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Who will benefit from computerized cognitive remediation therapy? Evidence from a multisite randomized controlled study in schizophrenia

  • Shuping Tan (a1), Xiaolin Zhu (a1), Hongzhen Fan (a1), Yunlong Tan (a1), Fude Yang (a1), Zhiren Wang (a1), Yanli Zhao (a1), Fengmei Fan (a1), Junhua Guo (a2), Zhanjiang Li (a2), Wenxiang Quan (a3), Xiangqun Wang (a3), Clare Reeder (a4), Dongfeng Zhou (a3), Yizhuang Zou (a1) and Til Wykes (a4) (a5)...



Computerized cognitive remediation therapy (CCRT) is generally effective for the cognitive deficits of schizophrenia. However, there is much uncertainty about what factors mediate or moderate effectiveness and are therefore important to personalize treatment and boost its effects.


In total, 311 Chinese inpatients with Diagnostic and Statistical Manual of Mental Disorders-IV schizophrenia were randomized to receive CCRT or Active control for 12 weeks with four to five sessions per week. All participants were assessed at baseline, post-treatment and 3-month follow-up. The outcomes were cognition, clinical symptoms and functional outcomes.


There was a significant benefit in the MATRICS Consensus Cognitive Battery (MCCB) total score for CCRT (F1,258 = 5.62; p = 0.02; effect size was 0.27, 95% confidence interval 0.04–0.49). There were no specific moderators of CCRT improvements. However, across both groups, Wisconsin Card Sort Test improvement mediated a positive effect on functional capacity and Digit Span benefit mediated decreases in positive symptoms. In exploratory analyses younger and older participants showed cognitive improvements but on different tests (younger on Symbol Coding Test, while older on the Spatial Span Test). Only the older age group showed MSCEIT benefits at post-treatment. In addition, cognition at baseline negatively correlated with cognitive improvement and those whose MCCB baseline total score was around 31 seem to derive the most benefit.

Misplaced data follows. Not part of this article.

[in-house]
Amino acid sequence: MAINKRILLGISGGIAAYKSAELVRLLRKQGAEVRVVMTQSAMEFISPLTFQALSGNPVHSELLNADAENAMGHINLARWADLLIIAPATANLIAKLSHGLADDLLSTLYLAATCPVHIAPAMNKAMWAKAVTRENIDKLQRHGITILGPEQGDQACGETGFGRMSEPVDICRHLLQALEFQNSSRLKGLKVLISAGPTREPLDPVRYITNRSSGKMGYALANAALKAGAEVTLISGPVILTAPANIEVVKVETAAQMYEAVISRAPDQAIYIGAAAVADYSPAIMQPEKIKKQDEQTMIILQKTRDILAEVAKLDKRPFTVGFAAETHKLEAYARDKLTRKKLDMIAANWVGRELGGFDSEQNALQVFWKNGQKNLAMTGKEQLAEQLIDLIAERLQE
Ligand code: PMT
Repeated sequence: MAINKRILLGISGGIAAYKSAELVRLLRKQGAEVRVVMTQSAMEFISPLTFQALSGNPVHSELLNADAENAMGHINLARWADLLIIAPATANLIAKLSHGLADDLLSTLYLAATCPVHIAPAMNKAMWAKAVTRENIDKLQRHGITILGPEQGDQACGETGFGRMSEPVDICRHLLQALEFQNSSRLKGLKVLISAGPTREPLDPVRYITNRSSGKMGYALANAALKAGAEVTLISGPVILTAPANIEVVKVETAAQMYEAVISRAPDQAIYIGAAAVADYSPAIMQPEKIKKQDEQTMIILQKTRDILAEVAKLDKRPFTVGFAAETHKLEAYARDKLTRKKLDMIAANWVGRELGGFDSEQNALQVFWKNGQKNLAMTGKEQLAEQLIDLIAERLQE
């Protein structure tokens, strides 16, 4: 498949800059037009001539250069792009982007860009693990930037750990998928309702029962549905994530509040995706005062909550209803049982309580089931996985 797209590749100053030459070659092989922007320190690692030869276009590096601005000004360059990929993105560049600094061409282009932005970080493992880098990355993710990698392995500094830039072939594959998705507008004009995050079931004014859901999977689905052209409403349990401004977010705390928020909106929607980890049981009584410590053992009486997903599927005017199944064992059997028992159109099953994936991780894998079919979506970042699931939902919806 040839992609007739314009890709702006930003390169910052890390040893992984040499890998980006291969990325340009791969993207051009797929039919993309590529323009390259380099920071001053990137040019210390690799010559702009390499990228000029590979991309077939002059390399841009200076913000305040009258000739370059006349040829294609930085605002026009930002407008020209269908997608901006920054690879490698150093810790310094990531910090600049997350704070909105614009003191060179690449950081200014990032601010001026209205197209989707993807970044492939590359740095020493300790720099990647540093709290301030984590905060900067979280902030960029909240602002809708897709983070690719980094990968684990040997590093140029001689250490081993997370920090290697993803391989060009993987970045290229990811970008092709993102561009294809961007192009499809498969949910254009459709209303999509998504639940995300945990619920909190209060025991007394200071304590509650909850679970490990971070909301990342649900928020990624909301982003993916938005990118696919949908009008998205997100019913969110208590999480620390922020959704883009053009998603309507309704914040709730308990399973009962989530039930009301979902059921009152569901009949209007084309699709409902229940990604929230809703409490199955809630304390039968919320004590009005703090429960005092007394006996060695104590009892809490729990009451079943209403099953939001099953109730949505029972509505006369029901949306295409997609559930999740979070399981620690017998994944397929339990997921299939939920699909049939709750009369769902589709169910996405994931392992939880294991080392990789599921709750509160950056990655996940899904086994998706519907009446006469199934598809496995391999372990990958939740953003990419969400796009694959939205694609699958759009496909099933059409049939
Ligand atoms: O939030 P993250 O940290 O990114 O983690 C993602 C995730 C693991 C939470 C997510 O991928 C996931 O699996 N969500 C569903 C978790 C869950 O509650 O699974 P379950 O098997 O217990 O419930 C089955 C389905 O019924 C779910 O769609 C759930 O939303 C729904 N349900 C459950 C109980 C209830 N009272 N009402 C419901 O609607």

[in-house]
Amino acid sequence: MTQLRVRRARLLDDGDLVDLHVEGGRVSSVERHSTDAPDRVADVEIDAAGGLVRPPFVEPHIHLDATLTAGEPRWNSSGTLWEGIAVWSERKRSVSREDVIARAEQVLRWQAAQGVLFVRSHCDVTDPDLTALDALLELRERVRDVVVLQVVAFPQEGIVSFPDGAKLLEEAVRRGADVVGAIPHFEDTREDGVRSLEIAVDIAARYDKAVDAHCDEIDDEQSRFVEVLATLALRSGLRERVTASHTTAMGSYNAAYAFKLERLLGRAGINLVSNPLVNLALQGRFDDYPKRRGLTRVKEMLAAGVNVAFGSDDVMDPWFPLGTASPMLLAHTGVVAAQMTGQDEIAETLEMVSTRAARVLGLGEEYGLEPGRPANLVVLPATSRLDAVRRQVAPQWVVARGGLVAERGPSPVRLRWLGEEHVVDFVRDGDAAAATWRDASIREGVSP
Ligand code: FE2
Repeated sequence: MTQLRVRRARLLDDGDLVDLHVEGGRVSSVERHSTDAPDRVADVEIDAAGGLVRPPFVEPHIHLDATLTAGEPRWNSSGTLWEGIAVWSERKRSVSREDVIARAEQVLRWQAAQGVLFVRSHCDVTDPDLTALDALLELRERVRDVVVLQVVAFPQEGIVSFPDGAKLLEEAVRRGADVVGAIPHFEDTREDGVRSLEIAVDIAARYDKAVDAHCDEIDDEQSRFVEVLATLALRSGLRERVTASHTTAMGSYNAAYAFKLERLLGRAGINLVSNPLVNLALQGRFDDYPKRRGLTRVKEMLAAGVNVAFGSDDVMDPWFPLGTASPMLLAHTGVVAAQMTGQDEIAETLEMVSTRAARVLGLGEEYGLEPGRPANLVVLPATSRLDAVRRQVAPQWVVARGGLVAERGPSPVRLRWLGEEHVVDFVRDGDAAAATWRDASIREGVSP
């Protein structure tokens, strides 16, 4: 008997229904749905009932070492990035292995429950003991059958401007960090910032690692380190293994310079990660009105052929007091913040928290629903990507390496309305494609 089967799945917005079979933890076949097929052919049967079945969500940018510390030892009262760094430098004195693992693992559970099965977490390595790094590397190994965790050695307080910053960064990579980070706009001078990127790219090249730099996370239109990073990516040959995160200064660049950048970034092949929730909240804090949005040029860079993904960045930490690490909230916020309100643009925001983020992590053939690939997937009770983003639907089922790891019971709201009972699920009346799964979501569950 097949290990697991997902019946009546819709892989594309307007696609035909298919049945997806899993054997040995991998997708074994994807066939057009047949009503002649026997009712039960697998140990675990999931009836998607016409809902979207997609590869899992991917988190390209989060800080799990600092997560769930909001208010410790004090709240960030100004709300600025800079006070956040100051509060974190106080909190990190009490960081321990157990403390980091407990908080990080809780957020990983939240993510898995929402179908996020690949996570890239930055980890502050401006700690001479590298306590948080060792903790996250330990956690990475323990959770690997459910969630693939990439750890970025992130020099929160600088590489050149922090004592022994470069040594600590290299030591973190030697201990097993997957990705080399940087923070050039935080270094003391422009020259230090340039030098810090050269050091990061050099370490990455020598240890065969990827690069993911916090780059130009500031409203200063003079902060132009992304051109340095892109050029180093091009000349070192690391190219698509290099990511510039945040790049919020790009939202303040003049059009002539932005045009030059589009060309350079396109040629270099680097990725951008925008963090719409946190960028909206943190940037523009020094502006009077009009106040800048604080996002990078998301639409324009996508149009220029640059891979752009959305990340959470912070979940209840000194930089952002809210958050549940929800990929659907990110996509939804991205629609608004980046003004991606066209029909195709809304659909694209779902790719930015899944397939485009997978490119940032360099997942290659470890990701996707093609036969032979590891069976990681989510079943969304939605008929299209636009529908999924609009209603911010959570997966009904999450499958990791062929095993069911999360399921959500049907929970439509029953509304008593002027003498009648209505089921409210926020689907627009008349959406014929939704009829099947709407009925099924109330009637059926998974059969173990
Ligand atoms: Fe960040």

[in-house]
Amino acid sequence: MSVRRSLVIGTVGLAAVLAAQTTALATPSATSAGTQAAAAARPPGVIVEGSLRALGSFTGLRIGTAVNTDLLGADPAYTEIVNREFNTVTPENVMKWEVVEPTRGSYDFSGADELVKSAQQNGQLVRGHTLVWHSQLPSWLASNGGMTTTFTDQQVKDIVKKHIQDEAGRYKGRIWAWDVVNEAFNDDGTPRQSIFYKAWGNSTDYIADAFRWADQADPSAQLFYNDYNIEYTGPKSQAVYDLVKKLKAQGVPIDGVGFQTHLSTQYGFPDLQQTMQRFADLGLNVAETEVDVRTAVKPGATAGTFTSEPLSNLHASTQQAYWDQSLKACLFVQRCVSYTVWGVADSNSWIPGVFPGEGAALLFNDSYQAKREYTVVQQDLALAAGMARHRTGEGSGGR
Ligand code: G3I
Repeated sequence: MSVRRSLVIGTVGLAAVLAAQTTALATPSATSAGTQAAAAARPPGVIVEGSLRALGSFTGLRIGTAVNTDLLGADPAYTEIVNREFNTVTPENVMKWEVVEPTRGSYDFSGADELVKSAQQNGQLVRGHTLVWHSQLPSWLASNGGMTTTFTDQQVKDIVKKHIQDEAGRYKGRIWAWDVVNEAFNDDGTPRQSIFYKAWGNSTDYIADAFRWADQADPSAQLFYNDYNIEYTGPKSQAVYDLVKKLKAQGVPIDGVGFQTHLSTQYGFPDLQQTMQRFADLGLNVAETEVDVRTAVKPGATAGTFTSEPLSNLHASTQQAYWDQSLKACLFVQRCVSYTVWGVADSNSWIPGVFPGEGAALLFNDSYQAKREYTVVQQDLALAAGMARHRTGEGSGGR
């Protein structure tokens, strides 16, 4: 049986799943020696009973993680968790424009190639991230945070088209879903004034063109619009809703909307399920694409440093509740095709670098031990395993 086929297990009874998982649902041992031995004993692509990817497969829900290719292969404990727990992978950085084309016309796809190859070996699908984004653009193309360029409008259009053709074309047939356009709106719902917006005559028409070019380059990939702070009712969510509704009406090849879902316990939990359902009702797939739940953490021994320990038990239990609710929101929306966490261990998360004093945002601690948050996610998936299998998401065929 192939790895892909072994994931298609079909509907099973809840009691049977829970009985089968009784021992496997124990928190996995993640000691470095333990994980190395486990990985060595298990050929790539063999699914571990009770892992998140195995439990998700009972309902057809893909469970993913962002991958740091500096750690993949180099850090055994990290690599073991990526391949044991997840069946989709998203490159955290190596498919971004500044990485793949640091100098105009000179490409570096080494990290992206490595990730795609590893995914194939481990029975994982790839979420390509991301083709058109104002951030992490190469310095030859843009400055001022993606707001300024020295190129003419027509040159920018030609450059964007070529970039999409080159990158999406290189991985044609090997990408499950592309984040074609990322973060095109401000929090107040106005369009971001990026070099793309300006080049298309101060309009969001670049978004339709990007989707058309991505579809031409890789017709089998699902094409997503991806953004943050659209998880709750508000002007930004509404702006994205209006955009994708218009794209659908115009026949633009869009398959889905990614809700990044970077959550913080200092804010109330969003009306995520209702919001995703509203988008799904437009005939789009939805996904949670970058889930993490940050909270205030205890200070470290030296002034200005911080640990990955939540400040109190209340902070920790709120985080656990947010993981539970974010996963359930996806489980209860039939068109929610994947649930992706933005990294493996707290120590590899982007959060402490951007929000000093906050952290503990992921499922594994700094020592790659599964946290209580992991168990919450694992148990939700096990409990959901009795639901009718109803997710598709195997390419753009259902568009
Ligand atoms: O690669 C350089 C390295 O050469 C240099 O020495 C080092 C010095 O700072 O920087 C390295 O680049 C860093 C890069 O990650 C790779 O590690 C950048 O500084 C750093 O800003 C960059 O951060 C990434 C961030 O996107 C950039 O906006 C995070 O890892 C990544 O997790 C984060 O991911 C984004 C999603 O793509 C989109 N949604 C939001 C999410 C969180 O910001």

CCRT can improve the cognitive function of patients with schizophrenia. Changes in cognitive outcomes also contributed to improvements in functional outcomes either directly or solely in the context of CCRT. Age and the basic cognitive level of the participants seem to affect the cognitive benefits from CCRT.

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This is an Open Access article, distributed under the terms of the Creative Commons Attribution licence (, which permits unrestricted re-use, distribution, and reproduction in any medium, provided the original work is properly cited.

Corresponding author

Author for correspondence: Shuping Tan, E-mail: and Yizhuang Zou, E-mail:


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These authors contributed equally to this work.



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